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Date: Tue, 28 Apr 2015 14:56:44 +0200
From: Thomas Pornin <pornin@...et.org>
To: discussions@...sword-hashing.net
Subject: Re: [PHC] Optimized versions for ARM?

On Tue, Apr 28, 2015 at 08:14:04AM +0200, Milan Broz wrote:
> But the main reason for trying PPC was big-endian arch, not the performance.

It may be worth mentioning that while x86 is inherently and irremediably
little-endian, ARM, PowerPC and Mips can all run in both big-endian and
little-endian modes. Some PowerPC variants can switch endianness on a
per-page basis (depending on the relevant support in the MMU).

Old ARM systems tended to use big-endian, but "modern" systems use
little-endian (mostly to ease porting of software from the x86 world).
This still shows in the symbolic architecture names in Linux (armeb vs
armel).

For Mips, the kernel uses the endianness selected at last CPU reset
time, and each process can have its own endianness (normally, the same
as the kernel). I have seen both little-endian and big-endian Mips
systems (OpenWRT tends to use little-endian, but older Mips-based Unix
used big-endian). I really don't know which convention is the most
common.

PowerPC supports both little-endian and big-endian, and (like SPARC v9)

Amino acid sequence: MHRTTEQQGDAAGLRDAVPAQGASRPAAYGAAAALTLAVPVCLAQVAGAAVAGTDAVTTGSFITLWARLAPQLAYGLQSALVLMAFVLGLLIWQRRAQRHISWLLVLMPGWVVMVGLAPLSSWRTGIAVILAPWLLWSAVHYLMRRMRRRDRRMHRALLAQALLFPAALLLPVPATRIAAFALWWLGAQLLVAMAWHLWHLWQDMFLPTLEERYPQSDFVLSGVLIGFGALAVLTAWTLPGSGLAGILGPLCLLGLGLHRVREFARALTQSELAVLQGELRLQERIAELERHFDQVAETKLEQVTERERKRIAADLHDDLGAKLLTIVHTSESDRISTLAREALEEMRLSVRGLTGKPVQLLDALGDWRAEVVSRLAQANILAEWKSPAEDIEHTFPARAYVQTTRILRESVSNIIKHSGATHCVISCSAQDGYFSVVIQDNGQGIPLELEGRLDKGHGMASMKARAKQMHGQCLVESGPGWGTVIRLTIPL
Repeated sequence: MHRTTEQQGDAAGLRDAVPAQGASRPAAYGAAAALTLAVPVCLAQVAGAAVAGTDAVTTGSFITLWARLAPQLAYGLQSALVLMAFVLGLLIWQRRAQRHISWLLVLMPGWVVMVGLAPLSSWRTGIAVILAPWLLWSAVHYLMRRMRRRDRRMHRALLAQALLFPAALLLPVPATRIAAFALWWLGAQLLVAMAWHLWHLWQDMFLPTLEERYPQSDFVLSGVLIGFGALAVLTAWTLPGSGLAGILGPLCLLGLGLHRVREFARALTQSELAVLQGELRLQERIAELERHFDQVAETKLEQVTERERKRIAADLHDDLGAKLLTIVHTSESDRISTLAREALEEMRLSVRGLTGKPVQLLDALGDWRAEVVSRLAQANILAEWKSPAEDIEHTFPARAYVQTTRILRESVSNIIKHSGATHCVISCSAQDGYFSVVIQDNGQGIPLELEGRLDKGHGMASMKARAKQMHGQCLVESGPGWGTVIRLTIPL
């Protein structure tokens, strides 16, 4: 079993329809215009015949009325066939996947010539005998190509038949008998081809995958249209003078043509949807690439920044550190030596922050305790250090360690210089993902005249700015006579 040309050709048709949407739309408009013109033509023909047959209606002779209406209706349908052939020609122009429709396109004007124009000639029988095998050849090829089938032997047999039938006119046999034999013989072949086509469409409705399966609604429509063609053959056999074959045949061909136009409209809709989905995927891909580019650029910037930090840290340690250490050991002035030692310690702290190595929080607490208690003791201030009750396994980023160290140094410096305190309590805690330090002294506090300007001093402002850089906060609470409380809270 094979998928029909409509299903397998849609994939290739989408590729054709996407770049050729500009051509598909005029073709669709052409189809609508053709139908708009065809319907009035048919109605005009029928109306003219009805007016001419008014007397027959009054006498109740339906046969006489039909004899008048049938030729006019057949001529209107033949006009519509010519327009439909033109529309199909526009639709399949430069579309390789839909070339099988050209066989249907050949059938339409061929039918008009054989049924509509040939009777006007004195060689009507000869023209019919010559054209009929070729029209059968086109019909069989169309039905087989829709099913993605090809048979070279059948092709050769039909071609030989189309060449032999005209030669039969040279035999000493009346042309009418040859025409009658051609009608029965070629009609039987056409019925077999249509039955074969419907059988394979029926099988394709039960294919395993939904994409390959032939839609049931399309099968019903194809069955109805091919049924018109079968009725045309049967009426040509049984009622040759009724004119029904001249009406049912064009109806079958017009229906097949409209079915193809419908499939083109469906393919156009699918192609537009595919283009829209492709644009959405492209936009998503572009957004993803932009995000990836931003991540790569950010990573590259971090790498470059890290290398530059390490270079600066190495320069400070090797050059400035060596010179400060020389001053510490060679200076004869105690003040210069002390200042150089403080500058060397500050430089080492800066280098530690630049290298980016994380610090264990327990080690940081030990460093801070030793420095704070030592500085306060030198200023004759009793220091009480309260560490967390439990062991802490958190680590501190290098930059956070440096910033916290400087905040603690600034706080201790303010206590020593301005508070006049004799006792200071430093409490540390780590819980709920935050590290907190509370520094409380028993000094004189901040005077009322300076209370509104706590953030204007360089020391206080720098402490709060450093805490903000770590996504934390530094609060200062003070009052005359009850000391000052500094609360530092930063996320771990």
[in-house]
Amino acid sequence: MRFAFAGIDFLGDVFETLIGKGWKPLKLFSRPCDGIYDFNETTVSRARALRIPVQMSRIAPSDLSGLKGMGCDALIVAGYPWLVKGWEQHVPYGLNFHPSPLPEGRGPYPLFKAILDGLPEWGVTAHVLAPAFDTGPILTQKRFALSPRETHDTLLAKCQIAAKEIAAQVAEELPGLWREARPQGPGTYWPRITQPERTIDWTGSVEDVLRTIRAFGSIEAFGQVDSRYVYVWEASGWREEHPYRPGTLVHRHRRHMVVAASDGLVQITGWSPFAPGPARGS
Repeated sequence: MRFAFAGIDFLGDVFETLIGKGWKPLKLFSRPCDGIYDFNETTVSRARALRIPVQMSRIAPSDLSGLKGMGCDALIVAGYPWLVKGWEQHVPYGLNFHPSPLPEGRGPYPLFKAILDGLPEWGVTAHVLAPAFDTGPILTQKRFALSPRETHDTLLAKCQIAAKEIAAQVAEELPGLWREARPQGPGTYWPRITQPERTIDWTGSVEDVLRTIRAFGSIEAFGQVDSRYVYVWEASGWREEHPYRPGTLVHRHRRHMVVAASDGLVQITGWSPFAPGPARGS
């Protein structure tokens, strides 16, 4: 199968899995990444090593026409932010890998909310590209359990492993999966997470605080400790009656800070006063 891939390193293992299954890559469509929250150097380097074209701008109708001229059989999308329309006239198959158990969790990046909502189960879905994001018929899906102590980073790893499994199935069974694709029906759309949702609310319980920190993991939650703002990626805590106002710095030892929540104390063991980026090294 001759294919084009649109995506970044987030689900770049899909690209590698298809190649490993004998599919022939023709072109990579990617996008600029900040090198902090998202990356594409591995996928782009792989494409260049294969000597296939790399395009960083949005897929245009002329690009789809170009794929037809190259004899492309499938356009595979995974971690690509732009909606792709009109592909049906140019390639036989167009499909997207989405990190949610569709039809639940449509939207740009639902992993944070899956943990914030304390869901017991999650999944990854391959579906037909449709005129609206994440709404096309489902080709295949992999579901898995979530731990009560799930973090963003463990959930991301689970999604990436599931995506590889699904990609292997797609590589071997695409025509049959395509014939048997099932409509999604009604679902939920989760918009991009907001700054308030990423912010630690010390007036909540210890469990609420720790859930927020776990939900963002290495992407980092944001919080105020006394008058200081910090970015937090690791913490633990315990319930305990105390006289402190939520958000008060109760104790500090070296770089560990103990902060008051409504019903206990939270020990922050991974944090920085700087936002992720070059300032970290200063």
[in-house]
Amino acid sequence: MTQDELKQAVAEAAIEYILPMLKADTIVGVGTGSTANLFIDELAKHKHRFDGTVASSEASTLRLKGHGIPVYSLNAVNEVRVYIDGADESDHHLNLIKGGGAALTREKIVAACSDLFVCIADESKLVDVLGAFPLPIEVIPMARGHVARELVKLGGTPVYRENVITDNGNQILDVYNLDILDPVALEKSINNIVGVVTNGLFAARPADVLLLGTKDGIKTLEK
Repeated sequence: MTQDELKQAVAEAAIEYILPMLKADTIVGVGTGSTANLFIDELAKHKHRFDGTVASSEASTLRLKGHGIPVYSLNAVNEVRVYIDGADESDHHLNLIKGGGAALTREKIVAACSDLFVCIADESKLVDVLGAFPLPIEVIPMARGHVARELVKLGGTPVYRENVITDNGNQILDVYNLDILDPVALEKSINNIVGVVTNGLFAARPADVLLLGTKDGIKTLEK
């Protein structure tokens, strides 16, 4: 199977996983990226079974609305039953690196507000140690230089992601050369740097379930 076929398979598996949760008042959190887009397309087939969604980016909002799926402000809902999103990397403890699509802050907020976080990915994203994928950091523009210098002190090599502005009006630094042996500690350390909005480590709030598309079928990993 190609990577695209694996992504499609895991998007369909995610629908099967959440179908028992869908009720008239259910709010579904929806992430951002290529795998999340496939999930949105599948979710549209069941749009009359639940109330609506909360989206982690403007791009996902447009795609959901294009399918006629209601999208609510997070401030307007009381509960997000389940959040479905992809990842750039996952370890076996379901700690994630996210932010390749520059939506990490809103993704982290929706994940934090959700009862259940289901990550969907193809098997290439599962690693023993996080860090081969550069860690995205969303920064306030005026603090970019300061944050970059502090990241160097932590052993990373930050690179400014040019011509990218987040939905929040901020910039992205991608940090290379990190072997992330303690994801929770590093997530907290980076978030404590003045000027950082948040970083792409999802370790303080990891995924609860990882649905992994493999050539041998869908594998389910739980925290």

may possibly do so on a per-page basis; however, PowerPC is still a bit
more big-endian than little-endian. For instance, unaligned accesses are
supported (and efficient) in big-endian mode but not in little-endian
mode. Similarly, some of the more complex instructions (that are not
used much in practice, especially since they are awfully slow on the
PowerPC cores found in Xbox 360 and PS3) don't work in little-endian
mode.


Qemu is a viable system for testing cross-endian code. What Qemu does
NOT do is trapping unaligned accesses. A true ARM or Mips will choke on
an unaligned access, that will work flawlessly on Qemu running over x86
hardware. If you want to test some code for both endianness and
alignedness (and all combinations, because some unaligned accesses may
be part of big-endian support, or things like that), then you need true
hardware, and, preferably, NOT a PowerPC, since PowerPC is quite happy
with unaligned access. A big-endian ARM or Mips, or an old SPARC system,
can help a lot.


	--Thomas Pornin

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